Time to Ditch Dividend Stocks?

These income generators have been attracting plenty of investors, but may be too rich for some blood.

One man handing a stack of money to another man.
By + More

Investors who want to avoid value traps might be well-served to extend their search. Typically, a dividend-related strategy gravitates toward large-cap stocks, notes Heartland Funds analysts, in a note.

Rarely are dividends equated with small-cap stocks, even though some 45 percent of the companies in the Russell 2000 Value Index pay a dividend.

[See Financial Stocks: Do You Dare?]

Why dividends at all? It's the frothy periods that prompt some analysts to question why investors become so focused on dividends at the expense of other stock-picking factors—and often without consideration of capital-gains tax implications for collecting dividends. Expiring tax cuts could raise taxes on dividend income next year.

Chuck Akre, chief executive officer and chief investment offer of the $1.1 billion Akre Focus Fund (AKREX), prefers companies that turn their excess cash right back into the business. For Akre, that increases his chances of a much faster return on investment.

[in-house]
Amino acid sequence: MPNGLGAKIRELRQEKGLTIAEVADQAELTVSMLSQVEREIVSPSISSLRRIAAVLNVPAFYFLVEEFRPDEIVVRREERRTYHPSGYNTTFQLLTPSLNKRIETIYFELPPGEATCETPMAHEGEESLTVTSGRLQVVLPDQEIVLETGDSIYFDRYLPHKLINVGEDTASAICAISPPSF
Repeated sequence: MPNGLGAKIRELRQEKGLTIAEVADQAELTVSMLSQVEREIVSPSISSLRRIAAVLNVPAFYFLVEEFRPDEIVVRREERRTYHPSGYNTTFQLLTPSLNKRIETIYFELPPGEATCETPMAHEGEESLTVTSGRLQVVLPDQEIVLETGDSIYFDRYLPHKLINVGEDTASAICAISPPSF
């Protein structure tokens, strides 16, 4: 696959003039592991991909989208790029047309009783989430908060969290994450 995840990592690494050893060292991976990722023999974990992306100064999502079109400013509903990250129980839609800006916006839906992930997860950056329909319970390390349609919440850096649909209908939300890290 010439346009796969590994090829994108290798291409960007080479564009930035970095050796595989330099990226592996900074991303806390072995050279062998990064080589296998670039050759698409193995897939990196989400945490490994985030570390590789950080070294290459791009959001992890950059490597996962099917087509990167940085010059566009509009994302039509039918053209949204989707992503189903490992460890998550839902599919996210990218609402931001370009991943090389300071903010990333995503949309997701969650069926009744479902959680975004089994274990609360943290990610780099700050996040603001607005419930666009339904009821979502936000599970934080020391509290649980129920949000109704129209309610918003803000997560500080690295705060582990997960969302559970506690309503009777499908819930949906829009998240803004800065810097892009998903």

"Since we are trying to compound our capital at an above-average rate, our natural preference is to find businesses which can reinvest all excess capital. In fact, paying out dividends is decidedly second choice, as it diminishes the rate of compounding possible," says Akre. "The true measure of the successful investment scheme is the real economic value per share."

Akre imparts his "three-legged stool" approach to selection: 1. strong management; 2. above-average free cash flow; 3. ability and willingness to reinvest cash flow back into the business rather than paying dividends.

And the overlay to that stool? Valuation. If the three features are in place, Akre will tolerate high valuations rather than sell a company to reduce risk.

"If I have one of these great compounders, I'm likely to continue to own it through thick and thin knowing that periodically, it's likely to be undervalued and periodically likely to be overvalued," he says. He's invested in credit-card issuers Mastercard (MA) and Visa (V) and credit-ratings firm Moody's (MCO) because their fee-collection models qualify them as the "defensive cash generators" that the fund leans toward. He includes insulation against a renewed economic downturn with discount retailers like Ross Stores (ROST) and Dollar Tree (DLTR).